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A Book is a Friend for Life

by Erica S. Perl
 | May 16, 2013
"Please?" said the girl with the pink-beaded pigtails, gazing shyly at the copy of my book, DOTTY, in my hands. I had just read it aloud and she, along with every child in her class, had received a copy from First Book.

I tried to correct her confusion. "This is my book, and you’re holding yours. See, I signed yours already. And you can put your name in it right here." I showed her the First Book bookplate inside the book.

"I want that one, too," she said, pointing.

Now I was confused. "But it's the same book. You don't want two copies of the same book, do you?"

"Not for me," she explained. "My sister needs a book of her own, too."

Before I started working with First Book, I took book ownership for granted. Sure, some kids are lucky enough to have groaning bookshelves threatening to crush them like Flat Stanley. But all kids have some books... don't they?

They don’t. According to the research of Susan B. Neuman—and confirmed by my author visits to struggling schools across the U.S.—children from low-income homes suffer from a staggering lack of access to quality reading material. In poor neighborhoods, there are as few as one age appropriate book for every 300 children. In Neuman’s book, GIVING OUR CHILDREN A FIGHTING CHANCE: POVERTY, LITERACY, AND THE DEVELOPMENT OF INFORMATION CAPITAL, she makes a strong argument that children from low-income homes can make significant gains and realize a wide range of opportunities through book ownership and increased access to books and print.

That's where First Book comes in. We provide brand-new high-quality books and resources to educators serving kids in need. But to do it most effectively, we need one thing.

Your help.

Why? Simple. You are in the classroom every day, and you can offer us the best guidance on what all students need to have and want to read. By signing up with First Book—and encouraging fellow educators to do so—you can add your voice to those of teachers all across North America who are helping us to provide more resources, meet more needs, and level the playing field so that ALL students can become readers and leaders.

p: Shopping Sherpa via photopin cc
First Book is available to any educator working with kids in need at a Title I or Title I eligible school—teachers, librarians, principals, reading specialists. Those who work in more affluent communities can still be great friends of First Book and help spread the word about us so we can reach more kids in need.

We have books for all kids, birth to age eighteen, we distribute over 11 million new books every year (over 100 million since our founding in 1992), and we work with a growing national network of over 50,000 schools and programs in the United States and Canada.

We have some different distribution channels, depending on the needs of the program, but the books are always brand-new and always high-quality. Our most innovative breakthrough is the First Book Marketplace, where anyone signed up with First Book can choose from a selection of over 4,000 award-winning and popular titles at 50–90% off retail, shipping included.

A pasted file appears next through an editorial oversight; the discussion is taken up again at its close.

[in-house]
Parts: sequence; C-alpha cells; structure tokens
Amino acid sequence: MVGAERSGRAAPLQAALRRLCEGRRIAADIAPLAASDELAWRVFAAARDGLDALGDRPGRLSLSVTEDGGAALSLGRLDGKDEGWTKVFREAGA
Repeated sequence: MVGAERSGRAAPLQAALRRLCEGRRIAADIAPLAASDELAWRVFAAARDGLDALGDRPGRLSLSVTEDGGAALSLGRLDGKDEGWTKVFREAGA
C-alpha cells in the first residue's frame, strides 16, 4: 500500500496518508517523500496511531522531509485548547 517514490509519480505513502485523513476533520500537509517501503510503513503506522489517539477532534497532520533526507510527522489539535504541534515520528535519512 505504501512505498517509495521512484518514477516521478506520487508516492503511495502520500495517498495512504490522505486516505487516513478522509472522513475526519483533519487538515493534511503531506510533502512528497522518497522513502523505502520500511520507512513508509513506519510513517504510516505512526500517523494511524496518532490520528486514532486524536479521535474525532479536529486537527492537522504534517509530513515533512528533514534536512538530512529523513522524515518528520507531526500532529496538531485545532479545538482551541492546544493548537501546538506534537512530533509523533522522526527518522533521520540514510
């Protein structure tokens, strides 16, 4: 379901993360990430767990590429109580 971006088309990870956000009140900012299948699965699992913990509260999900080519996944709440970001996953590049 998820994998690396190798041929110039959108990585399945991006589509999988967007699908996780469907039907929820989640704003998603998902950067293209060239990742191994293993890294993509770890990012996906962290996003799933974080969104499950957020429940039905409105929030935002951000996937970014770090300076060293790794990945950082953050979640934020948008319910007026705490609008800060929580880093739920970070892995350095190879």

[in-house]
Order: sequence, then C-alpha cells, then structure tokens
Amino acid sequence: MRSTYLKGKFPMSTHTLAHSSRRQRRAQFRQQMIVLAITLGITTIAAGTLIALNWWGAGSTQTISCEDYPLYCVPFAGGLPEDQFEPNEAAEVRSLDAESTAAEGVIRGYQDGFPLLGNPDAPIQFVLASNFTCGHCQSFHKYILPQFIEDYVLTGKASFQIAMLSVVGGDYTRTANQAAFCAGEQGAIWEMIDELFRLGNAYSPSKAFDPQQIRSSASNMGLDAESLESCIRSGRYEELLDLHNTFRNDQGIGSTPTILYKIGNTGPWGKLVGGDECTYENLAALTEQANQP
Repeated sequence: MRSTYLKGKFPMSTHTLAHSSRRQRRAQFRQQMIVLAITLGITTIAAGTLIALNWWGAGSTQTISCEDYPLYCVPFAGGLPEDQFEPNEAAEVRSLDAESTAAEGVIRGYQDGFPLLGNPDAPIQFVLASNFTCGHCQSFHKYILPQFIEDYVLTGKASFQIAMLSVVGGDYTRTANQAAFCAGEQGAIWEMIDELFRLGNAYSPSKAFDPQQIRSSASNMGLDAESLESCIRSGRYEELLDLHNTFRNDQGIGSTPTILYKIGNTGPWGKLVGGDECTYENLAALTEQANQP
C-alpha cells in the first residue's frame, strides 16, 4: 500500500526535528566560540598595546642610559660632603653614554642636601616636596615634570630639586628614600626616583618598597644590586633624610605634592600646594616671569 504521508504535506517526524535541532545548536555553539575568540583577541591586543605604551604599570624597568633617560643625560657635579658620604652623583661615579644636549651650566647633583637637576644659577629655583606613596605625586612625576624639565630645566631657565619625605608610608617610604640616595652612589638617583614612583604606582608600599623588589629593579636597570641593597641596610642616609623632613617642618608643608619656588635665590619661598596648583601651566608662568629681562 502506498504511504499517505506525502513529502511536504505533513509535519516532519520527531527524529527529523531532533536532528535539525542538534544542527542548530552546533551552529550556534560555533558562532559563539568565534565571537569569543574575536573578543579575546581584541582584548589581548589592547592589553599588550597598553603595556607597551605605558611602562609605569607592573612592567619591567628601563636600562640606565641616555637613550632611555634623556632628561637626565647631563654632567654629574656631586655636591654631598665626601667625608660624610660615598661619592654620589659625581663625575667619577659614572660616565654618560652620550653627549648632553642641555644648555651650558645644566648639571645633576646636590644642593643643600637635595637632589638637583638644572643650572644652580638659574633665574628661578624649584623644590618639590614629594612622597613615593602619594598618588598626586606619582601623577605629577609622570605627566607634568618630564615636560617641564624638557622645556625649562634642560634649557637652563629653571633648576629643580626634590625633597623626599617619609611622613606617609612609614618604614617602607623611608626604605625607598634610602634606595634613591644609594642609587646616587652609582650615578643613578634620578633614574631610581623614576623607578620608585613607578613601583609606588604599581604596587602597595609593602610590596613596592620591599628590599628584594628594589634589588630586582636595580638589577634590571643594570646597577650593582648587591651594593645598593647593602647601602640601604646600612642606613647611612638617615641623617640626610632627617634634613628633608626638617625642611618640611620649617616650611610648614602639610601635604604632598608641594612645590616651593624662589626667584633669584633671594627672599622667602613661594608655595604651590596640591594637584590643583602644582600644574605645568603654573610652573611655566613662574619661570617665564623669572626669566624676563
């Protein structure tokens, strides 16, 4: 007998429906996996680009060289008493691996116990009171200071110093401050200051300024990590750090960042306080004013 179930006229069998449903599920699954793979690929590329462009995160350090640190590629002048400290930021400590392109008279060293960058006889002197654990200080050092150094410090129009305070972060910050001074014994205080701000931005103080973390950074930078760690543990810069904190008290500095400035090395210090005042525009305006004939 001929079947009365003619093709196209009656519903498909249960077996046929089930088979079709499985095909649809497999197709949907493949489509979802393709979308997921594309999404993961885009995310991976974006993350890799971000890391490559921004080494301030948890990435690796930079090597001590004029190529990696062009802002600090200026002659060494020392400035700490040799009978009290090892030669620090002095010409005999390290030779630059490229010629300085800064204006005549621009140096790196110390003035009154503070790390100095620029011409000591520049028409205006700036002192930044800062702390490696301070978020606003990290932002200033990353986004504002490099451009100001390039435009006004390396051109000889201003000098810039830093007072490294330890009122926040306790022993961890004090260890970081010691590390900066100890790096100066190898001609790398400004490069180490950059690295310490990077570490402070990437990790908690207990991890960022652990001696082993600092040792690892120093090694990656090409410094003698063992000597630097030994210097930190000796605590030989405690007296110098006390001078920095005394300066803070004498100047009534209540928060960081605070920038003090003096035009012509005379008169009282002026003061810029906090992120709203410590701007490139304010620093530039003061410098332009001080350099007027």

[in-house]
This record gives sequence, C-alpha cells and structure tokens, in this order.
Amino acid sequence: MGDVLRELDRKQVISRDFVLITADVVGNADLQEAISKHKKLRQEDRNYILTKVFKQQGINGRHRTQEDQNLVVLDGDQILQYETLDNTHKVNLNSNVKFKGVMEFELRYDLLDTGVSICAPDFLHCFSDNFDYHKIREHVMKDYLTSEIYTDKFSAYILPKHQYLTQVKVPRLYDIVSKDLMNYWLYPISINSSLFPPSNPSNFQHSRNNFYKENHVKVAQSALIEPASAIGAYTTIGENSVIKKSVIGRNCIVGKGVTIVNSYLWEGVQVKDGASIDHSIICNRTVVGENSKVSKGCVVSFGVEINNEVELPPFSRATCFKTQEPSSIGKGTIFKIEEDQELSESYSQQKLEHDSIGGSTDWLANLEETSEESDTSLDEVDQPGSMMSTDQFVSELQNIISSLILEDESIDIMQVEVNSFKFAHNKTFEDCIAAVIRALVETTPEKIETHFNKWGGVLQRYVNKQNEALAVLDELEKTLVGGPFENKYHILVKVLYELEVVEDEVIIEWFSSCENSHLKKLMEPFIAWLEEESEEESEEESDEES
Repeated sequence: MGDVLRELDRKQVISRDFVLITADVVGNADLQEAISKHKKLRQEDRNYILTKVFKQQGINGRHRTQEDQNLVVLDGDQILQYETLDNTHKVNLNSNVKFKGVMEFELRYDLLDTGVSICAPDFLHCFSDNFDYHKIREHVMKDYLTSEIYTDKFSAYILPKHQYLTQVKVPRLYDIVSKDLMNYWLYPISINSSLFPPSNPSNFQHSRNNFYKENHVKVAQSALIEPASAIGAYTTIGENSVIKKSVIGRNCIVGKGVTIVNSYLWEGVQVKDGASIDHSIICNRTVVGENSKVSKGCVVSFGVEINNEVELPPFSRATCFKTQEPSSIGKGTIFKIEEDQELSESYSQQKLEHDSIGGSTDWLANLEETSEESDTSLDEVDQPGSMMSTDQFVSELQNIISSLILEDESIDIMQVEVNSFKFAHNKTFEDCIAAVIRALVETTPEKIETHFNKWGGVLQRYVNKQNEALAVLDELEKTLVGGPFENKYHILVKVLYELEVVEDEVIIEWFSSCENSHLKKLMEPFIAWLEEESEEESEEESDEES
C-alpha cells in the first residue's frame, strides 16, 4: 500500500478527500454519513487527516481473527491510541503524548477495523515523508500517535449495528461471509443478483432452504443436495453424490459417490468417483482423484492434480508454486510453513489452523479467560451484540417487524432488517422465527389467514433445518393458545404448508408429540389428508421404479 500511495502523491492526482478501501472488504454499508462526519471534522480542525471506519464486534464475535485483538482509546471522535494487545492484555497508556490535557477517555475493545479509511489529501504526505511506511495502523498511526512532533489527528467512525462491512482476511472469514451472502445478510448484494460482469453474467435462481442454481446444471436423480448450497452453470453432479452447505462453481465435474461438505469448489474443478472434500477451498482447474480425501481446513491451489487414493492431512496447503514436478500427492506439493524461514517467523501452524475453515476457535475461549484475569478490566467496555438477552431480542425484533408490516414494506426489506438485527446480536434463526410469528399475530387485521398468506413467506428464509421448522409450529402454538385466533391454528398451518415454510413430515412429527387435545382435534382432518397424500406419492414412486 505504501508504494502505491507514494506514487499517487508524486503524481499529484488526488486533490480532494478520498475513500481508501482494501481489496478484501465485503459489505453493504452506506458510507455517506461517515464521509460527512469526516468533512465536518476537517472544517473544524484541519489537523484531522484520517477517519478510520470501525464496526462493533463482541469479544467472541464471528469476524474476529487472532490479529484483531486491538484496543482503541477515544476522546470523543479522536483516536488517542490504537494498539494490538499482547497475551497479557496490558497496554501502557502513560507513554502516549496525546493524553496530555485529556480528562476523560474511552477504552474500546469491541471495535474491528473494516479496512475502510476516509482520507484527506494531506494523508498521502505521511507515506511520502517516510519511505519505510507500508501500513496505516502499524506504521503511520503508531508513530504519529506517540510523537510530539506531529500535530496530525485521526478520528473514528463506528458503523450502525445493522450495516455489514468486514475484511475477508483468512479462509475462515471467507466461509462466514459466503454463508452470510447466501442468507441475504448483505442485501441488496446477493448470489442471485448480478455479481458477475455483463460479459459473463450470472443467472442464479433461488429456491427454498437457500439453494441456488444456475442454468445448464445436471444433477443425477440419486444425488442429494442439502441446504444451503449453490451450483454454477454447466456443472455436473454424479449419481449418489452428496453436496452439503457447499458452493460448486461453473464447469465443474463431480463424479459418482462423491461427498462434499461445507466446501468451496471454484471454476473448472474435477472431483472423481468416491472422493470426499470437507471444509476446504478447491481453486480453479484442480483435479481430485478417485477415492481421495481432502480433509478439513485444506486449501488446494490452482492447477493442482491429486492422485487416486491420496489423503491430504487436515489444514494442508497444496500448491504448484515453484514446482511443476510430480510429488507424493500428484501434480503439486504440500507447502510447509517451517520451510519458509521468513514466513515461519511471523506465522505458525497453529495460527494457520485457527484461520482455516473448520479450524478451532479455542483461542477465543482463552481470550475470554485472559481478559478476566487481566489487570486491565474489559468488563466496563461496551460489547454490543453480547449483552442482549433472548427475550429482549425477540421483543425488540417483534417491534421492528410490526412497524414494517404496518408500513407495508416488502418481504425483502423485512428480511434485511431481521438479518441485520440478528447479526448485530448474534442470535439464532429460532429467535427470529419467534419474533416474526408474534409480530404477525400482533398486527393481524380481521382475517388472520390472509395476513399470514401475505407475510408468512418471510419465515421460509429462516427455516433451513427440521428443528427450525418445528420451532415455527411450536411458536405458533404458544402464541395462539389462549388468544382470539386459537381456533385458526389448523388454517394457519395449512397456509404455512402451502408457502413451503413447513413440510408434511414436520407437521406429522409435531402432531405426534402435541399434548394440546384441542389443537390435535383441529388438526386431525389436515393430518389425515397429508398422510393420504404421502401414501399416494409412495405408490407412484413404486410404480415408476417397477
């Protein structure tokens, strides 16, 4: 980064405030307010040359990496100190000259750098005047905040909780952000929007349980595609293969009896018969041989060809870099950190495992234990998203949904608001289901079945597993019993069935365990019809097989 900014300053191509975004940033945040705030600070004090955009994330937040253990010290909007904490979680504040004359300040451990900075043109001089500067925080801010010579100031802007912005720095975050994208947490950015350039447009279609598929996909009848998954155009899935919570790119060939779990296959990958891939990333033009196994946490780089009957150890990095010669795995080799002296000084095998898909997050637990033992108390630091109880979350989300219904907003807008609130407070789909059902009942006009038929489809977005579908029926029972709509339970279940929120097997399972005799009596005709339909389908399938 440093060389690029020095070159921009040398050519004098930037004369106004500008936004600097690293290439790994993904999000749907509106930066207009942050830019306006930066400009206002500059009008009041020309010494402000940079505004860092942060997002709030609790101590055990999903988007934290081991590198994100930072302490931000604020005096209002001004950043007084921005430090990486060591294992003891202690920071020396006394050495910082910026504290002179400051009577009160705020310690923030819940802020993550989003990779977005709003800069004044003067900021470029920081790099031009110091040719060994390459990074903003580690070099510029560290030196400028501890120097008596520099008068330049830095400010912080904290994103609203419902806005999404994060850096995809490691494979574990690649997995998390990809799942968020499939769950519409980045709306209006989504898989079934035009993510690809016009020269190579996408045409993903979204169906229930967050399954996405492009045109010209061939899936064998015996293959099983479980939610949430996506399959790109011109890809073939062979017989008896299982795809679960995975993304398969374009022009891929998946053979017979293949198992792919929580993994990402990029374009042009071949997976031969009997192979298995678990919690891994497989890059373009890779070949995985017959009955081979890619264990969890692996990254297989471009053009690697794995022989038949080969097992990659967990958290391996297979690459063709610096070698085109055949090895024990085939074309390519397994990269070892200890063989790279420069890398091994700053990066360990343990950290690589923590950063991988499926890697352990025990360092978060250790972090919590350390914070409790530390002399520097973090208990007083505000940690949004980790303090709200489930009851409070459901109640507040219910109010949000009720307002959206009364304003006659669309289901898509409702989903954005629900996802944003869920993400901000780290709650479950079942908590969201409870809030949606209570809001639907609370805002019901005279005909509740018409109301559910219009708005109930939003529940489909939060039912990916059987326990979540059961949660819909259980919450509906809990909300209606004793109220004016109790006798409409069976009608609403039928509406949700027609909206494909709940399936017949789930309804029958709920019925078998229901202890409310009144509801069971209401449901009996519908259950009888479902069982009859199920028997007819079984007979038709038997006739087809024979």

To sign up with First Book today, go to www.firstbook.org/register.

My job at First Book focuses on what I love—the books themselves, and our publisher and author partnerships. Our new program, Authors & Illustrators in Action!, offers authors and illustrators tools so they can use to easily connect eligible programs and schools with our resources. More information can be found on our website at www.firstbook.org/authors.

We are particularly focused on offering a wide selection of multicultural books as well as stories from under-represented voices. We just launched the Stories for All Project, purchasing over a million dollars worth of culturally relevant titles. Prominent authors, including Sharon Draper, Walter Dean Myers, and Lulu Delacre have added their voices to ours on the important message that children need to see themselves in books as well as to have the opportunity to explore cultures and characters beyond their own experiences through books.

Still holding my copy of DOTTY, I stared at the girl with the pigtails. DOTTY is a book about a girl named Ida whose imaginary friend Dotty is a source of comfort when other children turn on her and tease her. It is also the story of a teacher who shows Ida that they have more in common than it would appear on the surface. Through DOTTY, I try to show readers that imagination can be a friend you don’t ever have to outgrow.

Was there something about this particular story that spoke to this particular child? Or was she just looking to avoid having to share what was clearly a rare commodity in her home?

And did it matter?

I want to live in a world where all children have books that are their own, books that can be their friends for life. With First Book, I feel like we’re working together to build that world, as well as a superhighway to it.

But we’re not there yet. Which is why we need you.

Erica S. Perl, the author of books for young readers including WHEN LIFE GIVES YOU O.J. and DOTTY, is the Vice President of Publisher and Author Relations for First Book. You can contact her at eperl@firstbook.org.

© 2013 Erica S. Perl. Please do not reproduce in any form, electronic or otherwise.

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